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Millets were cultivated some 10,000 years ago, even before cultivation of other grains began! Earlier it was consumed daily like we eat rice and wheat now.   It was the Staple food in South , central India and Uttarkhand.

How Millets lost their place on Dinner table to Rice and Wheat?

But after green revolution, Rice and Wheat gained popularity while Millets were eaten only in some pockets of India due to many reasons.  This is why…..

  • They were tagged as poor mans’ food
  • Were not appealing to look
  • Rice and wheat became popular due to Public Distribution system(Ration Shops)

Millets and their Benefits to the Common man and to the Farmers


For the Common man

Health conscious in India are now moving away from Rice and wheat due to Carbohydrate levels and Gluten content.   Most of them are seeking grains like Quinoa and other non-locally grown food grains to stay healthy.  Now, Quinoa is not grown in India and needs to be imported from South America.  Most Indians would never  have heard or seen the some expensive grains like Bulgur, Freekeh, Farro and Kamut that are  recommended by dietitians nowadays.

At such times, it is wise to bring adopt the food grains like millets which are available in India and which were favored by our Forefathers.  Recent studies show that Millets are a rich source of Protein, fiber and minerals – Calcium Phosphorus and Iron. They are also not heavy on your pocket.

Benefits for farmers

Millets do not require waterlogged fields like rice and hence can be grown in places where there is water scarcity. They can be grown extensively in Arid and Semi-arid regions with raising temperatures up above 38 degree centigrade.

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Check out some millets grown in  India:

1)Foxtailmillet – Korra

This has the highest mineral content as compared to other Millets.  This grain has been mentioned in old Tamil texts of Sangam period.

Known by the name: Kangini in Hindi, Kan in Gujarat, Kaon Dhana in Bengali, Korra in Telugu and Thinnai in Tamil and Navanakki in Kanada

2)Kodo millet – Arke

This millet has high fiber content and is ideal for Diabetics.  It contains Calcium, antioxidant compund – polyphenols, proteins and fiber.

Known by the name:Kodra in Hindi, Varagu in Tamil, Arikelu in Telugu and Araka in Kannada

millets photoPhoto by harrington_alison

3) Pearl millet -Bajra

Bajra has high protein content and is used by many to make Rotis and Bhakris.  Some people make Salads and Porridge with Pearl millet sprouts.  It is made into gruel during the hot summer months in Tamil Nadu and consumed with butter milk.  It is also a favorite street food during this season there.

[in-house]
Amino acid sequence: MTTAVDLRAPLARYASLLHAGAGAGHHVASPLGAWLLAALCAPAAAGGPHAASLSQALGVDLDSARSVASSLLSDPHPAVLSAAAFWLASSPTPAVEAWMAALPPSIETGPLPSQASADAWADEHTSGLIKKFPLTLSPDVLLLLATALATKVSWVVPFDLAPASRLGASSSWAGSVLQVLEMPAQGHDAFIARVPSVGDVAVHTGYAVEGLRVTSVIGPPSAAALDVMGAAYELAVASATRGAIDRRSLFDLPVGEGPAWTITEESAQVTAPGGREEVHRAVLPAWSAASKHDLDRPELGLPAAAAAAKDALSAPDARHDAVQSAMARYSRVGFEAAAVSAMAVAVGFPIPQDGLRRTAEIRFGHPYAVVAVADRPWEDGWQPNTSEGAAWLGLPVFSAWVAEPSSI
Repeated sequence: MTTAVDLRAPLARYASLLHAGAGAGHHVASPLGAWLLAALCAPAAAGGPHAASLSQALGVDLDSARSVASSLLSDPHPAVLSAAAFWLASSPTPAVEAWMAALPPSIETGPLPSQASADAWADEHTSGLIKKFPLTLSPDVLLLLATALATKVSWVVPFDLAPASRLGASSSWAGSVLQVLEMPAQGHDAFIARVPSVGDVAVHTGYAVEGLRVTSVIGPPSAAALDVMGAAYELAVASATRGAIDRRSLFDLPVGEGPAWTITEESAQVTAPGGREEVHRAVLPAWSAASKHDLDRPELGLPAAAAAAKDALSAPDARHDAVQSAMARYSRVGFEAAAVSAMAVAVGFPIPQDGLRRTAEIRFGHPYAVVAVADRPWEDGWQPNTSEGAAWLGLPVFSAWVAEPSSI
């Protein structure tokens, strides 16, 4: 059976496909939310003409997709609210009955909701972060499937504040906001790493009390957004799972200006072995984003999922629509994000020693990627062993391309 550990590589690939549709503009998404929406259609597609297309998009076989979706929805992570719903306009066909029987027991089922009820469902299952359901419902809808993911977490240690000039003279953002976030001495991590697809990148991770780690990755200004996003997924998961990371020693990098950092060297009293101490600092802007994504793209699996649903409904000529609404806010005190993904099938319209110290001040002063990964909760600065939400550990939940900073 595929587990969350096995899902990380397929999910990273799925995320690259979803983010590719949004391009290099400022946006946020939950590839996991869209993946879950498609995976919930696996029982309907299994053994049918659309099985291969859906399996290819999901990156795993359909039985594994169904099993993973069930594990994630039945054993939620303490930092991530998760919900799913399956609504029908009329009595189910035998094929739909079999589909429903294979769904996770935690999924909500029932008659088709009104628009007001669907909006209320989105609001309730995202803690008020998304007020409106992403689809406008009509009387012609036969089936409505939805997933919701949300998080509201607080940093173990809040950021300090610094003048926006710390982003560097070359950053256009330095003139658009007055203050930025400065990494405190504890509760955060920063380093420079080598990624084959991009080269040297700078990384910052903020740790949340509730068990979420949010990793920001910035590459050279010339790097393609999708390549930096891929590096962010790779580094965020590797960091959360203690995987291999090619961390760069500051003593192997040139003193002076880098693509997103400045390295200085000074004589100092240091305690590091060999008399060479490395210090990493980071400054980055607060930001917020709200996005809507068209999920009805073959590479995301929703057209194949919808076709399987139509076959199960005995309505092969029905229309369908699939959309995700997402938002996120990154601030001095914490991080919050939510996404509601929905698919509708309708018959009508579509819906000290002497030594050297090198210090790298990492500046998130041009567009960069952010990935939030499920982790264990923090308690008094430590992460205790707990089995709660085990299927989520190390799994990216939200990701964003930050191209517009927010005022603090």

Known by the name: Bajra in Hindi, Bajri in Rajasthan, Gujarat and Maharastra, Kambu in Tamil and Kannada, Kambam in Malayalam.

4) Proso millet – Chenna

This millet has a very high percentage of protein  and carbohydrate content is recommended mostly for body-builders.

Known by the name: Barri or Chena in Hindi.

5) Barnyard millet – Sanwa

The healthy benefits of this millet are B-vitamin, Fiber and iron while it has the lowest carbohydrate content among Millet varieties .  It grows very quickly, within 45 days. This millet is used extensively during the Navarats, when people are fasting and they need to avoid rice.

Known by the name: Jhangora in Hindi

6) Little millet – Sama

Little millet has the highest fat levels among all millets.  It tastes good when made into Rotis, bread, Dosas or eaten like rice with a side dish.

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Known by the name: Kutki in Hindi.

millets photoPhoto by Foodmoods

7) Finger millet- Ragi

This millet is very popular in South India where is cooked on special celebrations.  It has high calcium content and can be made into tasty Dosas.

Gujaratis make them into crispy Papads. It is a popular dish of tribals in Odisha.  In Kumoan, Ragi is served to women recovering from labor.  It takes the form of Puttu, the breakfast dish of Kerala.

Known by the name: Mandua in Hindi and Ragi in South India.

8) Sorghum – Jowar

Sorhum or Jowar is more popular millet pan India.  This millet is a source of proteins and carbohydrates hence acts as an energy booster.  It is usually made into delicious porridge or Rotis. The  flour of Sorghum is also used to make dumplings like Muthaihs or spiced pancakes like Thalipeth.  You can make cookies as well and enjoy the gluten free products guilt-free….

Photo by Lablascovegmenu

Make millet  Idlis, Rotis, Upma, Kheer, Soups, Khichdi, Pulav or Biryani. Otherwise, just add millet flour to your Idli, Dosa or Cake batter for receiving their nutrients.

Adopting these foods in their daily diet, alternating with rice and wheat, can make you healthy while also saving your hard earned currency.

Photo by D-Stanley

MILLETS: FORGOTTEN FOOD GRAINS OF INDIA

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